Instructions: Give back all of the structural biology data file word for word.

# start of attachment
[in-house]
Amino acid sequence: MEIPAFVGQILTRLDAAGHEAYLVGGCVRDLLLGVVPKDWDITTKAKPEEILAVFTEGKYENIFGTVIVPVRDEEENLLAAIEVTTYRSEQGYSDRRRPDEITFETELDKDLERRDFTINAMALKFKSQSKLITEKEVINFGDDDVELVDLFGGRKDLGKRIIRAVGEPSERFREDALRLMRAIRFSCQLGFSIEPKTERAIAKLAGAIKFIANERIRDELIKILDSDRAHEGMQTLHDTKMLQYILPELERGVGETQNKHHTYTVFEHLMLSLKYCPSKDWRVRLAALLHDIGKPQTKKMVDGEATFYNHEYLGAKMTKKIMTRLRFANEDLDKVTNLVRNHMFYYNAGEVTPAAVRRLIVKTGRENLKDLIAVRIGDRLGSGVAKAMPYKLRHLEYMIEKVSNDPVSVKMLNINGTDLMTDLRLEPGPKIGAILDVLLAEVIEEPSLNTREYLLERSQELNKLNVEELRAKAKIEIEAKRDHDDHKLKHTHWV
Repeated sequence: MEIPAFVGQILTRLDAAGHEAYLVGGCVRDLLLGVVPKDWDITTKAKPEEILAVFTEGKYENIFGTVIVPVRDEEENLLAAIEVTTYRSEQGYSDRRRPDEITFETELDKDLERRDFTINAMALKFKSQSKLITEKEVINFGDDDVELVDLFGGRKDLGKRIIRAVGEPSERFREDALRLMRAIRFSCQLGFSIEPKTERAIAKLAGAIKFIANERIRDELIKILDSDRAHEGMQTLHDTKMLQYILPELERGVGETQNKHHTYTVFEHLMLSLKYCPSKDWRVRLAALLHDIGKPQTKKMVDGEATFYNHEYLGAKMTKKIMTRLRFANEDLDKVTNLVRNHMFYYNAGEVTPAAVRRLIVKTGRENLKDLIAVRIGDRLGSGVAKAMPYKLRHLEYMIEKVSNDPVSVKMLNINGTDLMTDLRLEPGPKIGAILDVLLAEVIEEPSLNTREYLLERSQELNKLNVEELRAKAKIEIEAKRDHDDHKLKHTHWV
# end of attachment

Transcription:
[in-house]
Amino acid sequence: MEIPAFVGQILTRLDAAGHEAYLVGGCVRDLLLGVVPKDWDITTKAKPEEILAVFTEGKYENIFGTVIVPVRDEEENLLAAIEVTTYRSEQGYSDRRRPDEITFETELDKDLERRDFTINAMALKFKSQSKLITEKEVINFGDDDVELVDLFGGRKDLGKRIIRAVGEPSERFREDALRLMRAIRFSCQLGFSIEPKTERAIAKLAGAIKFIANERIRDELIKILDSDRAHEGMQTLHDTKMLQYILPELERGVGETQNKHHTYTVFEHLMLSLKYCPSKDWRVRLAALLHDIGKPQTKKMVDGEATFYNHEYLGAKMTKKIMTRLRFANEDLDKVTNLVRNHMFYYNAGEVTPAAVRRLIVKTGRENLKDLIAVRIGDRLGSGVAKAMPYKLRHLEYMIEKVSNDPVSVKMLNINGTDLMTDLRLEPGPKIGAILDVLLAEVIEEPSLNTREYLLERSQELNKLNVEELRAKAKIEIEAKRDHDDHKLKHTHWV
Repeated sequence: MEIPAFVGQILTRLDAAGHEAYLVGGCVRDLLLGVVPKDWDITTKAKPEEILAVFTEGKYENIFGTVIVPVRDEEENLLAAIEVTTYRSEQGYSDRRRPDEITFETELDKDLERRDFTINAMALKFKSQSKLITEKEVINFGDDDVELVDLFGGRKDLGKRIIRAVGEPSERFREDALRLMRAIRFSCQLGFSIEPKTERAIAKLAGAIKFIANERIRDELIKILDSDRAHEGMQTLHDTKMLQYILPELERGVGETQNKHHTYTVFEHLMLSLKYCPSKDWRVRLAALLHDIGKPQTKKMVDGEATFYNHEYLGAKMTKKIMTRLRFANEDLDKVTNLVRNHMFYYNAGEVTPAAVRRLIVKTGRENLKDLIAVRIGDRLGSGVAKAMPYKLRHLEYMIEKVSNDPVSVKMLNINGTDLMTDLRLEPGPKIGAILDVLLAEVIEEPSLNTREYLLERSQELNKLNVEELRAKAKIEIEAKRDHDDHKLKHTHWV